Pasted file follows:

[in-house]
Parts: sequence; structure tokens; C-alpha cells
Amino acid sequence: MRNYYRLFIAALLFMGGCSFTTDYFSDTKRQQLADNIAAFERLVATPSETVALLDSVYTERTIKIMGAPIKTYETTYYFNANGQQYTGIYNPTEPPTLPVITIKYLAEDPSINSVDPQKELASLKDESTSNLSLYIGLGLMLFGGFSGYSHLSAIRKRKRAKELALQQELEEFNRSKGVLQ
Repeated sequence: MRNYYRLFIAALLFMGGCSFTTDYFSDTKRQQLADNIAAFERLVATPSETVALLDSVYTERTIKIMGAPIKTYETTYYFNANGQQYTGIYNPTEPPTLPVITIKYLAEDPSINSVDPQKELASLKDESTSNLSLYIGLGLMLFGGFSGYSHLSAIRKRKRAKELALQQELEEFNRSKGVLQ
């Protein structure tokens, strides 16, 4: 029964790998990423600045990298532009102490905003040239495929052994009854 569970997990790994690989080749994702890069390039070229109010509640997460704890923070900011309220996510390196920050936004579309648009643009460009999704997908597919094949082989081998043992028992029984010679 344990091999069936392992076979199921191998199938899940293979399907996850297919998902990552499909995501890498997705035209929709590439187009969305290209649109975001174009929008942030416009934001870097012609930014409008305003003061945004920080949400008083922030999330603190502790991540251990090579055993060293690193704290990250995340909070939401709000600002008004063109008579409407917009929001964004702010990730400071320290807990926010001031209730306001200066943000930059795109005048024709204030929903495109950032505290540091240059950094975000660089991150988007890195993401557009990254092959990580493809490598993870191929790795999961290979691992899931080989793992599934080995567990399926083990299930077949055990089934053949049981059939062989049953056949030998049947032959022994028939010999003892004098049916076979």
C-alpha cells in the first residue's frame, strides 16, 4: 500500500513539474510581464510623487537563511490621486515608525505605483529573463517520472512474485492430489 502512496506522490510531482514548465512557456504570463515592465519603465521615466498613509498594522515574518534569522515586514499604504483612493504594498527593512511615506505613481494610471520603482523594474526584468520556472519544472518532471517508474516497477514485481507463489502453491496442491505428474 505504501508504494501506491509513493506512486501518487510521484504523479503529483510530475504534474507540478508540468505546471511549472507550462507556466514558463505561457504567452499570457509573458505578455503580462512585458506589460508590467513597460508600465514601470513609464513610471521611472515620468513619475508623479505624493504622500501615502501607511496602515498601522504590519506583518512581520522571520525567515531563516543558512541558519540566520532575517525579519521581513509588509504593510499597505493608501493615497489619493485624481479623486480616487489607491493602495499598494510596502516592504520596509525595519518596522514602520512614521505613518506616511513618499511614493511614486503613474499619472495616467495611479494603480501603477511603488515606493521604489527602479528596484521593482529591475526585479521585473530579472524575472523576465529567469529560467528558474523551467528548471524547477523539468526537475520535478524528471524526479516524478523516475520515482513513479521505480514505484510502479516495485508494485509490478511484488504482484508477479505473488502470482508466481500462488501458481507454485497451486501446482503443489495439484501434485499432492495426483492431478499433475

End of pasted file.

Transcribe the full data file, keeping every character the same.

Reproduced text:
[in-house]
Parts: sequence; structure tokens; C-alpha cells
Amino acid sequence: MRNYYRLFIAALLFMGGCSFTTDYFSDTKRQQLADNIAAFERLVATPSETVALLDSVYTERTIKIMGAPIKTYETTYYFNANGQQYTGIYNPTEPPTLPVITIKYLAEDPSINSVDPQKELASLKDESTSNLSLYIGLGLMLFGGFSGYSHLSAIRKRKRAKELALQQELEEFNRSKGVLQ
Repeated sequence: MRNYYRLFIAALLFMGGCSFTTDYFSDTKRQQLADNIAAFERLVATPSETVALLDSVYTERTIKIMGAPIKTYETTYYFNANGQQYTGIYNPTEPPTLPVITIKYLAEDPSINSVDPQKELASLKDESTSNLSLYIGLGLMLFGGFSGYSHLSAIRKRKRAKELALQQELEEFNRSKGVLQ
């Protein structure tokens, strides 16, 4: 029964790998990423600045990298532009102490905003040239495929052994009854 569970997990790994690989080749994702890069390039070229109010509640997460704890923070900011309220996510390196920050936004579309648009643009460009999704997908597919094949082989081998043992028992029984010679 344990091999069936392992076979199921191998199938899940293979399907996850297919998902990552499909995501890498997705035209929709590439187009969305290209649109975001174009929008942030416009934001870097012609930014409008305003003061945004920080949400008083922030999330603190502790991540251990090579055993060293690193704290990250995340909070939401709000600002008004063109008579409407917009929001964004702010990730400071320290807990926010001031209730306001200066943000930059795109005048024709204030929903495109950032505290540091240059950094975000660089991150988007890195993401557009990254092959990580493809490598993870191929790795999961290979691992899931080989793992599934080995567990399926083990299930077949055990089934053949049981059939062989049953056949030998049947032959022994028939010999003892004098049916076979």
C-alpha cells in the first residue's frame, strides 16, 4: 500500500513539474510581464510623487537563511490621486515608525505605483529573463517520472512474485492430489 502512496506522490510531482514548465512557456504570463515592465519603465521615466498613509498594522515574518534569522515586514499604504483612493504594498527593512511615506505613481494610471520603482523594474526584468520556472519544472518532471517508474516497477514485481507463489502453491496442491505428474 505504501508504494501506491509513493506512486501518487510521484504523479503529483510530475504534474507540478508540468505546471511549472507550462507556466514558463505561457504567452499570457509573458505578455503580462512585458506589460508590467513597460508600465514601470513609464513610471521611472515620468513619475508623479505624493504622500501615502501607511496602515498601522504590519506583518512581520522571520525567515531563516543558512541558519540566520532575517525579519521581513509588509504593510499597505493608501493615497489619493485624481479623486480616487489607491493602495499598494510596502516592504520596509525595519518596522514602520512614521505613518506616511513618499511614493511614486503613474499619472495616467495611479494603480501603477511603488515606493521604489527602479528596484521593482529591475526585479521585473530579472524575472523576465529567469529560467528558474523551467528548471524547477523539468526537475520535478524528471524526479516524478523516475520515482513513479521505480514505484510502479516495485508494485509490478511484488504482484508477479505473488502470482508466481500462488501458481507454485497451486501446482503443489495439484501434485499432492495426483492431478499433475